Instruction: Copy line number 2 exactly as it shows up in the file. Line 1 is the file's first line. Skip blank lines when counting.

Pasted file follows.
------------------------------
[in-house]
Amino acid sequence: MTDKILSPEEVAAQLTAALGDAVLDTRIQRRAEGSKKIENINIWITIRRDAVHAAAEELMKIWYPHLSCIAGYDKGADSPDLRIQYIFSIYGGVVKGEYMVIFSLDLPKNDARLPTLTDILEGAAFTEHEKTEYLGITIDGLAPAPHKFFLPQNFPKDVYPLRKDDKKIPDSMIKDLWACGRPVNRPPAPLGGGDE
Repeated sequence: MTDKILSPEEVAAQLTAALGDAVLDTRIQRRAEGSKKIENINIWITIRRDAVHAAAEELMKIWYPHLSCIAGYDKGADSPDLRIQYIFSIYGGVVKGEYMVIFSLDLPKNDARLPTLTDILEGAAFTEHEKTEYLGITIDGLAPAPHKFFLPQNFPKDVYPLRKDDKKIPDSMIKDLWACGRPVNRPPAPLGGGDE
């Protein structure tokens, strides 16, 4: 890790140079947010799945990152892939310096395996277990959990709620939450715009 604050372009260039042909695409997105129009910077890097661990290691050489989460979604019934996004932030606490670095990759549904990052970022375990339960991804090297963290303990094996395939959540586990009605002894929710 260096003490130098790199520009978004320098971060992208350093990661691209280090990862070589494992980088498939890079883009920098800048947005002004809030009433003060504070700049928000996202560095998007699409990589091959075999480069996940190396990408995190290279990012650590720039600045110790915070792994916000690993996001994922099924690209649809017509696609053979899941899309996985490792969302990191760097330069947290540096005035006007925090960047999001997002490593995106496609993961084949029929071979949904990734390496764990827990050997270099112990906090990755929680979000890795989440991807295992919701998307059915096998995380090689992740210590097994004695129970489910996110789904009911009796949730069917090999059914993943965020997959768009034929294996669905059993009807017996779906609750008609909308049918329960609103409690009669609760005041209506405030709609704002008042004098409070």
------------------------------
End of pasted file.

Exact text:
Amino acid sequence: MTDKILSPEEVAAQLTAALGDAVLDTRIQRRAEGSKKIENINIWITIRRDAVHAAAEELMKIWYPHLSCIAGYDKGADSPDLRIQYIFSIYGGVVKGEYMVIFSLDLPKNDARLPTLTDILEGAAFTEHEKTEYLGITIDGLAPAPHKFFLPQNFPKDVYPLRKDDKKIPDSMIKDLWACGRPVNRPPAPLGGGDE